Case D, as case C, is regarded as a co-residence pattern by two generations in the census. But unlike case C, in case D, the elderly grandparents do not live together with the younger generation, but live separatively with different children. The elderly grandparents in case D came to Guangzhou in the 1990s after their daughter-in-law became pregnant. Both of their children worked in Guangzhou. In order to make their children comfortable while working, one grandparent lives in the son’s house while the other lives in the daughter’s house; each helps one of their children with child rearing and housework, and the grandparents only see each other at the weekends. It happened that their son and daughter had a boy and a girl, respectively, so the two grandparents divided their work according to each grandchild’s gender.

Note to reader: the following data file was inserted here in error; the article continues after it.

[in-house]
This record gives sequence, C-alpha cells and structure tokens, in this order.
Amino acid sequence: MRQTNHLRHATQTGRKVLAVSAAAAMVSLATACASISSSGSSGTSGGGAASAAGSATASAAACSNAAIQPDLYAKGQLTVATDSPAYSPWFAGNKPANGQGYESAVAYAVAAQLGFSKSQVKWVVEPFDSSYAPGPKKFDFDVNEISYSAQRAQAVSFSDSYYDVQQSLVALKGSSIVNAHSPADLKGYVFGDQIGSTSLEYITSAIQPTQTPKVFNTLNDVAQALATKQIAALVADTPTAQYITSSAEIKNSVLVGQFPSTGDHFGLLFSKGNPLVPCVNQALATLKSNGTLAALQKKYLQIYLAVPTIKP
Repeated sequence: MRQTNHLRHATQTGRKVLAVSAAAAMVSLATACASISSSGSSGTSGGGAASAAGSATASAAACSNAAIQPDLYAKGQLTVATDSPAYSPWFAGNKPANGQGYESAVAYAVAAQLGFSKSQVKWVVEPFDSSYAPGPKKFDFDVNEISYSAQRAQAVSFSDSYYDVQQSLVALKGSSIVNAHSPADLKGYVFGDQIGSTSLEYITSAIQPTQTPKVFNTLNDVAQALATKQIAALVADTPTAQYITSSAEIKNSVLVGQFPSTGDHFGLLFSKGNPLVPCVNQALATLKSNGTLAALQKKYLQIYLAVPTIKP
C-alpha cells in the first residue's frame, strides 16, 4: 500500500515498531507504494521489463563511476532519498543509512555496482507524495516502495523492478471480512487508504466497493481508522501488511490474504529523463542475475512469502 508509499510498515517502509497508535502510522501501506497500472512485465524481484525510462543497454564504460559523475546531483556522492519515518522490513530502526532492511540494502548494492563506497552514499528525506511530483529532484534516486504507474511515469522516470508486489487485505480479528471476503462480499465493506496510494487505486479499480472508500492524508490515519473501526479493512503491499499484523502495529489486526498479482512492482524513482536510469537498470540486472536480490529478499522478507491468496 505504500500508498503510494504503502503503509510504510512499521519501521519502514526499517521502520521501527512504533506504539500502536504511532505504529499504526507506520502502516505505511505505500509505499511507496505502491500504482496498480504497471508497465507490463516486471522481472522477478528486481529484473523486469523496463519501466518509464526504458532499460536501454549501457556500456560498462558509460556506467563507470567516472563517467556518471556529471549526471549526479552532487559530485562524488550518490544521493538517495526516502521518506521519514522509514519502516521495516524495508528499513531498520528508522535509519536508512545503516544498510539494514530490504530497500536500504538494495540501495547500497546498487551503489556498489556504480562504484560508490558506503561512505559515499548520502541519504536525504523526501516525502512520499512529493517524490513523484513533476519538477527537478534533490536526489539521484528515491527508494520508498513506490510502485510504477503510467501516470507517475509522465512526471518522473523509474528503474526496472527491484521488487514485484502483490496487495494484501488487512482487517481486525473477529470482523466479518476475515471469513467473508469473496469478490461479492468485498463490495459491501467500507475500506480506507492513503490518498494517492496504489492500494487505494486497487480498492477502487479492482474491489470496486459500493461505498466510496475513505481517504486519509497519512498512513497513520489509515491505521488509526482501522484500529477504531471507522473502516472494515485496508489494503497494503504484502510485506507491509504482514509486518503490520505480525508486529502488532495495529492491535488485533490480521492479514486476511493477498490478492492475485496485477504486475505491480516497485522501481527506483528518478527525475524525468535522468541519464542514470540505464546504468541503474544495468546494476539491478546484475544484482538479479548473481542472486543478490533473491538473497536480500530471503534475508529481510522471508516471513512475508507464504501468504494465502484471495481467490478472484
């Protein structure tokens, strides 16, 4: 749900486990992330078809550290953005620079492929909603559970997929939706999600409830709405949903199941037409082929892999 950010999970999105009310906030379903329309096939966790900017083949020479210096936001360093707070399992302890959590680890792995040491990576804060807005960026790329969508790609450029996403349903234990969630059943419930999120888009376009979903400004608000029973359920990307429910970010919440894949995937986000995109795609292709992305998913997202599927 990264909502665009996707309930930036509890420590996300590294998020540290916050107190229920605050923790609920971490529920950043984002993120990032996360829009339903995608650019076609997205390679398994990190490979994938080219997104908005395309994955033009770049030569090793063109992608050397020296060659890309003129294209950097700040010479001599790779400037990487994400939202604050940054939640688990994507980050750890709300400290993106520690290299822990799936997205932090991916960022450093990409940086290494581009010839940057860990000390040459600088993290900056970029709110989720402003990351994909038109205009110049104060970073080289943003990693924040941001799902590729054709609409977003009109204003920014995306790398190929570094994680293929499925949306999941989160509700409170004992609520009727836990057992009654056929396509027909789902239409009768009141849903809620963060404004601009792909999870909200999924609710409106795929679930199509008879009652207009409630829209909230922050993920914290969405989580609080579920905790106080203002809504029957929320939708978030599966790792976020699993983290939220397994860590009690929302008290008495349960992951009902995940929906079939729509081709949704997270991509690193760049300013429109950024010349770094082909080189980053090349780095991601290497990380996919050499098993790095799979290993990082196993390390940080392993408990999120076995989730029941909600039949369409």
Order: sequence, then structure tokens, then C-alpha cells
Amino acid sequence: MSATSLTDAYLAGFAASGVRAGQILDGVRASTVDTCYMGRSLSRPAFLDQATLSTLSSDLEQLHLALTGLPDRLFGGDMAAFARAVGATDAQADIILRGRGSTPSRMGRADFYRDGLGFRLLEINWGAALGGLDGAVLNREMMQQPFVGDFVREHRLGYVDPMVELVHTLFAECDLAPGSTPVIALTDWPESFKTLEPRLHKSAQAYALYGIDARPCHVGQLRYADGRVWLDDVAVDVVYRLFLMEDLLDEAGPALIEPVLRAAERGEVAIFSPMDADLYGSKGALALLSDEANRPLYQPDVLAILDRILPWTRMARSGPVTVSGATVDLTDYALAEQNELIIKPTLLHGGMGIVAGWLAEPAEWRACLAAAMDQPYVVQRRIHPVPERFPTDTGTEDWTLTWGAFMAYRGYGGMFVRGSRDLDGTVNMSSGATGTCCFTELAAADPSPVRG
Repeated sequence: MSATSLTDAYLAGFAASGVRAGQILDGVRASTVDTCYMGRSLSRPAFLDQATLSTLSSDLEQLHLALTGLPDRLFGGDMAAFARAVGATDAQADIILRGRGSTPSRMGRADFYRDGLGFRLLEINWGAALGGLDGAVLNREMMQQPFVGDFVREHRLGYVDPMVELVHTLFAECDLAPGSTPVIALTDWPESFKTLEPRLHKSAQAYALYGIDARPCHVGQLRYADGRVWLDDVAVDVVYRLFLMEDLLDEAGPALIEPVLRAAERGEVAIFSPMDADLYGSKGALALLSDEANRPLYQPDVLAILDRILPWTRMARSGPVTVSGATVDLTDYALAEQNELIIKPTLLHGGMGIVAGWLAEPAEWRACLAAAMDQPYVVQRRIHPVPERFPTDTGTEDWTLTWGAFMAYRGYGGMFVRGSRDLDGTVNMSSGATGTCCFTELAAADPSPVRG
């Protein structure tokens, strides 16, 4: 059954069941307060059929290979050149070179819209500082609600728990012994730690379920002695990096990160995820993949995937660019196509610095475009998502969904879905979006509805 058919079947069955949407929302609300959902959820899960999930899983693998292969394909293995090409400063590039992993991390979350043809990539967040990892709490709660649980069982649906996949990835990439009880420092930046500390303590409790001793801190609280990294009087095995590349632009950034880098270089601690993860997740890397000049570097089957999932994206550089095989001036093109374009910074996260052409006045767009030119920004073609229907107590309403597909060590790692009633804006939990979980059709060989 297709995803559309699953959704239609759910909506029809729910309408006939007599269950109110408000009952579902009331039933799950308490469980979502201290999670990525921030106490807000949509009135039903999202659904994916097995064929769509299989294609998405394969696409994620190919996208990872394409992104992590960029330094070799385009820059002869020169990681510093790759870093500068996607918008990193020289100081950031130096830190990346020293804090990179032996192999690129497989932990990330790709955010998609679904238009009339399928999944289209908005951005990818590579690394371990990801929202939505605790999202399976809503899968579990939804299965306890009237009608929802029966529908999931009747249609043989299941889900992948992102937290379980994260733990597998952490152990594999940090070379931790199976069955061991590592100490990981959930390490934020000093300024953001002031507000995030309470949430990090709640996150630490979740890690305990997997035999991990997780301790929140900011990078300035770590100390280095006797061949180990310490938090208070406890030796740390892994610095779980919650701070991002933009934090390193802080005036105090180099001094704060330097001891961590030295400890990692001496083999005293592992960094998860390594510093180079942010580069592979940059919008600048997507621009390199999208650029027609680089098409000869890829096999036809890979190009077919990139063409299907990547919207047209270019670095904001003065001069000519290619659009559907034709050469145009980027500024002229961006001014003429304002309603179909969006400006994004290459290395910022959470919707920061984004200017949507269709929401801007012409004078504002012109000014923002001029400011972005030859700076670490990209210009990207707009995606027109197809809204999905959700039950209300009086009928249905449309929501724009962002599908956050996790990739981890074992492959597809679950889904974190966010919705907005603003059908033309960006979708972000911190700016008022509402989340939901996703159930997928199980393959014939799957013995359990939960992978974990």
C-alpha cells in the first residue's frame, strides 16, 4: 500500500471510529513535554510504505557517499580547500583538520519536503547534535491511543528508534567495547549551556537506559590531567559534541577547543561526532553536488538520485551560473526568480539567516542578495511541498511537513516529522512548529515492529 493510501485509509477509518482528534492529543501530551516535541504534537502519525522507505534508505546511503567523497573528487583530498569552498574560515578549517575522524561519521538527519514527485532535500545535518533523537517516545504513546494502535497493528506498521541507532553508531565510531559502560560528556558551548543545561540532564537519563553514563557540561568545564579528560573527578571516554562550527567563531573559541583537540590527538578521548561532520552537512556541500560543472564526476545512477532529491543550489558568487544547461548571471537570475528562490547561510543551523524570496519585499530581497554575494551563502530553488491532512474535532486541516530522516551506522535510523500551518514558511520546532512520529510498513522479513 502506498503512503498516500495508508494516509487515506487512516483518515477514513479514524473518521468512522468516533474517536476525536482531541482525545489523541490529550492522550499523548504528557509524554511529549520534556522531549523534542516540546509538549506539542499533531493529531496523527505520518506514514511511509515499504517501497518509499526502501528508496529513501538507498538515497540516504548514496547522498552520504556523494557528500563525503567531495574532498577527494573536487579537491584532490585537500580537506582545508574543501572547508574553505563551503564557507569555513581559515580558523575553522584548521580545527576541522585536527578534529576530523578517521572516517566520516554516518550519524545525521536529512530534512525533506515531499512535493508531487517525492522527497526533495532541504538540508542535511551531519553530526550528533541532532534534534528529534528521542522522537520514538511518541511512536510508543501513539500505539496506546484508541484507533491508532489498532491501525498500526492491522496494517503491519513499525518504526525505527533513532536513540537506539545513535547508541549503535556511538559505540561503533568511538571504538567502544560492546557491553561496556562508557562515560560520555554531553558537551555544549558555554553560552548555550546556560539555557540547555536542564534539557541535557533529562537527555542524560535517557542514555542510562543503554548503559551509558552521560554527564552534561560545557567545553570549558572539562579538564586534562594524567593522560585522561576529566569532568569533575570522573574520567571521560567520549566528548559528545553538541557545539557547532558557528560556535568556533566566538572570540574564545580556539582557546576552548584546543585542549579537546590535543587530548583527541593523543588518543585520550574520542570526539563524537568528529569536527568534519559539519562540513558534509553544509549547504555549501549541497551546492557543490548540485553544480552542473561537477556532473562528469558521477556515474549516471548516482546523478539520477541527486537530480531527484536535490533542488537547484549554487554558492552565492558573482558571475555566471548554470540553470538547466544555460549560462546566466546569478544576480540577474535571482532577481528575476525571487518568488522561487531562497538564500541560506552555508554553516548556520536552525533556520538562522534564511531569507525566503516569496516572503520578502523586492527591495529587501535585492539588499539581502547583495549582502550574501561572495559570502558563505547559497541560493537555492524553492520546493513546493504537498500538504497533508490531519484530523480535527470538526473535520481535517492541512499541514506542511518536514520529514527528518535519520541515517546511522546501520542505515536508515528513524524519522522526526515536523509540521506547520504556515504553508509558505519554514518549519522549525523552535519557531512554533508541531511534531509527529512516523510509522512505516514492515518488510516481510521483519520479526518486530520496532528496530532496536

Seen from the external forms, the intergenerational living arrangements of “rotating” and “split” are both cases of two generations living together, so they are likely to be defined as a stem family and categorized as living together. But analyzing the composition of the intergenerational relationship in the two intergenerational living arrangements, we can find that these intergenerational living arrangements has changed greatly from the traditional form of having two or three generations living together, as was true under the traditional patrilineal Chinese system. Specifically, in the traditional stem family, parents and adult sons usually live together. In cases C and D, however, the constitution of intergenerational relations no longer follows the traditional patrilineal rules, and changes frequently. For example, in case C, the grandparents from both sides of the family can come and live together; as for when or how to live together, this is a negotiation with the two or three sides discussing the issue and eventually forming a relatively stable pattern. In case D, unlike the family of “living together in turns,” a pattern inherited from the traditional family separation system, grandparents are separated as a result of child rearing, so the grandparents’ living arrangements become flexible—grandparents can determine how to divide the work and whom to live with according to grandchildren’s gender, etc. In order to differentiate from the case of families “living together in turns,” which is based on providing for the aged, the author will hereby name this kind of family “rotating family.” This type mainly occurs to support child rearing.